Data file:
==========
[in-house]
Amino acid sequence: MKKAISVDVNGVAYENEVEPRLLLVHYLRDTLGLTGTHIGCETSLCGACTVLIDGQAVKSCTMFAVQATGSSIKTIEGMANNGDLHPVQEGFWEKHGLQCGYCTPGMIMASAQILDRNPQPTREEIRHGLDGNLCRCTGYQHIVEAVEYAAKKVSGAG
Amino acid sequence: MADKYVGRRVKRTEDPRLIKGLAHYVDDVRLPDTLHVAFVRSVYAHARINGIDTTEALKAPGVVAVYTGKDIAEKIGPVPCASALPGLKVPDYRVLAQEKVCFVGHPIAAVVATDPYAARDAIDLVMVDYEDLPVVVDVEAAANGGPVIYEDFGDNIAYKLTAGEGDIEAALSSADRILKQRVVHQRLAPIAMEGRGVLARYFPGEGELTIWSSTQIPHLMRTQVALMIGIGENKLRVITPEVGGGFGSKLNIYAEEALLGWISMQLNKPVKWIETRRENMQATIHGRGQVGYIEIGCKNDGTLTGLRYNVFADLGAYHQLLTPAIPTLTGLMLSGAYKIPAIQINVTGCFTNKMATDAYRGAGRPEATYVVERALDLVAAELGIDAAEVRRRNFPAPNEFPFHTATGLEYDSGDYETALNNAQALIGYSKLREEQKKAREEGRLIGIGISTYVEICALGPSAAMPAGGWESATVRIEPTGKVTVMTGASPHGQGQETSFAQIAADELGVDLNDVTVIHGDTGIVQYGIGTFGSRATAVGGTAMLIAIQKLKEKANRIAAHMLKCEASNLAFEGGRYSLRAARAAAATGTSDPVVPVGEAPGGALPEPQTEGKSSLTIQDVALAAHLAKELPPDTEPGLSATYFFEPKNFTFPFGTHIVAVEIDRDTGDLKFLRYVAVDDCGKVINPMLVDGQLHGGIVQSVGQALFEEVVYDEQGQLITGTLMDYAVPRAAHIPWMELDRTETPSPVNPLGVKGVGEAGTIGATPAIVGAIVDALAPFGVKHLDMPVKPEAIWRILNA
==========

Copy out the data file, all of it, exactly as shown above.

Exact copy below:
[in-house]
Amino acid sequence: MKKAISVDVNGVAYENEVEPRLLLVHYLRDTLGLTGTHIGCETSLCGACTVLIDGQAVKSCTMFAVQATGSSIKTIEGMANNGDLHPVQEGFWEKHGLQCGYCTPGMIMASAQILDRNPQPTREEIRHGLDGNLCRCTGYQHIVEAVEYAAKKVSGAG
Amino acid sequence: MADKYVGRRVKRTEDPRLIKGLAHYVDDVRLPDTLHVAFVRSVYAHARINGIDTTEALKAPGVVAVYTGKDIAEKIGPVPCASALPGLKVPDYRVLAQEKVCFVGHPIAAVVATDPYAARDAIDLVMVDYEDLPVVVDVEAAANGGPVIYEDFGDNIAYKLTAGEGDIEAALSSADRILKQRVVHQRLAPIAMEGRGVLARYFPGEGELTIWSSTQIPHLMRTQVALMIGIGENKLRVITPEVGGGFGSKLNIYAEEALLGWISMQLNKPVKWIETRRENMQATIHGRGQVGYIEIGCKNDGTLTGLRYNVFADLGAYHQLLTPAIPTLTGLMLSGAYKIPAIQINVTGCFTNKMATDAYRGAGRPEATYVVERALDLVAAELGIDAAEVRRRNFPAPNEFPFHTATGLEYDSGDYETALNNAQALIGYSKLREEQKKAREEGRLIGIGISTYVEICALGPSAAMPAGGWESATVRIEPTGKVTVMTGASPHGQGQETSFAQIAADELGVDLNDVTVIHGDTGIVQYGIGTFGSRATAVGGTAMLIAIQKLKEKANRIAAHMLKCEASNLAFEGGRYSLRAARAAAATGTSDPVVPVGEAPGGALPEPQTEGKSSLTIQDVALAAHLAKELPPDTEPGLSATYFFEPKNFTFPFGTHIVAVEIDRDTGDLKFLRYVAVDDCGKVINPMLVDGQLHGGIVQSVGQALFEEVVYDEQGQLITGTLMDYAVPRAAHIPWMELDRTETPSPVNPLGVKGVGEAGTIGATPAIVGAIVDALAPFGVKHLDMPVKPEAIWRILNA